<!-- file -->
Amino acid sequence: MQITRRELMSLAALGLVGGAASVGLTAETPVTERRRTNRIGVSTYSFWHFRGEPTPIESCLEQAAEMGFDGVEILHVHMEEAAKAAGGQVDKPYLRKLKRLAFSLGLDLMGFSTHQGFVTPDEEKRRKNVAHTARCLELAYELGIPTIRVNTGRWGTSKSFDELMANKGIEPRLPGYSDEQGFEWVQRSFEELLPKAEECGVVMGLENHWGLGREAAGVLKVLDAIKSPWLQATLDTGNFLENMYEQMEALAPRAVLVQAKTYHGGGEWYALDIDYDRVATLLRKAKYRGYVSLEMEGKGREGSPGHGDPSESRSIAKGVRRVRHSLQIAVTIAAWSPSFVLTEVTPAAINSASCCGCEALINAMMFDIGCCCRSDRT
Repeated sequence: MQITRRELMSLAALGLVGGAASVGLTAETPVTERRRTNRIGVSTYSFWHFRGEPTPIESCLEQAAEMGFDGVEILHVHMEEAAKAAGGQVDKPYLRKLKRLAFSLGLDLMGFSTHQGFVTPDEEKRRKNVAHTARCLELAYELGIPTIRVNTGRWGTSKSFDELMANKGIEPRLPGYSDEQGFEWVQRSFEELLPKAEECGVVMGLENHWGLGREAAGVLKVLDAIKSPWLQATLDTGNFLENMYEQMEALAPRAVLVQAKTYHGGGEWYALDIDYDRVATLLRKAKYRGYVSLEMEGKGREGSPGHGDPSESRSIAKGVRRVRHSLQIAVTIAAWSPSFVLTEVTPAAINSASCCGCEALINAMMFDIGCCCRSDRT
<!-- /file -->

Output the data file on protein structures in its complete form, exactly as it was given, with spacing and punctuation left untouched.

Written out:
Amino acid sequence: MQITRRELMSLAALGLVGGAASVGLTAETPVTERRRTNRIGVSTYSFWHFRGEPTPIESCLEQAAEMGFDGVEILHVHMEEAAKAAGGQVDKPYLRKLKRLAFSLGLDLMGFSTHQGFVTPDEEKRRKNVAHTARCLELAYELGIPTIRVNTGRWGTSKSFDELMANKGIEPRLPGYSDEQGFEWVQRSFEELLPKAEECGVVMGLENHWGLGREAAGVLKVLDAIKSPWLQATLDTGNFLENMYEQMEALAPRAVLVQAKTYHGGGEWYALDIDYDRVATLLRKAKYRGYVSLEMEGKGREGSPGHGDPSESRSIAKGVRRVRHSLQIAVTIAAWSPSFVLTEVTPAAINSASCCGCEALINAMMFDIGCCCRSDRT
Repeated sequence: MQITRRELMSLAALGLVGGAASVGLTAETPVTERRRTNRIGVSTYSFWHFRGEPTPIESCLEQAAEMGFDGVEILHVHMEEAAKAAGGQVDKPYLRKLKRLAFSLGLDLMGFSTHQGFVTPDEEKRRKNVAHTARCLELAYELGIPTIRVNTGRWGTSKSFDELMANKGIEPRLPGYSDEQGFEWVQRSFEELLPKAEECGVVMGLENHWGLGREAAGVLKVLDAIKSPWLQATLDTGNFLENMYEQMEALAPRAVLVQAKTYHGGGEWYALDIDYDRVATLLRKAKYRGYVSLEMEGKGREGSPGHGDPSESRSIAKGVRRVRHSLQIAVTIAAWSPSFVLTEVTPAAINSASCCGCEALINAMMFDIGCCCRSDRT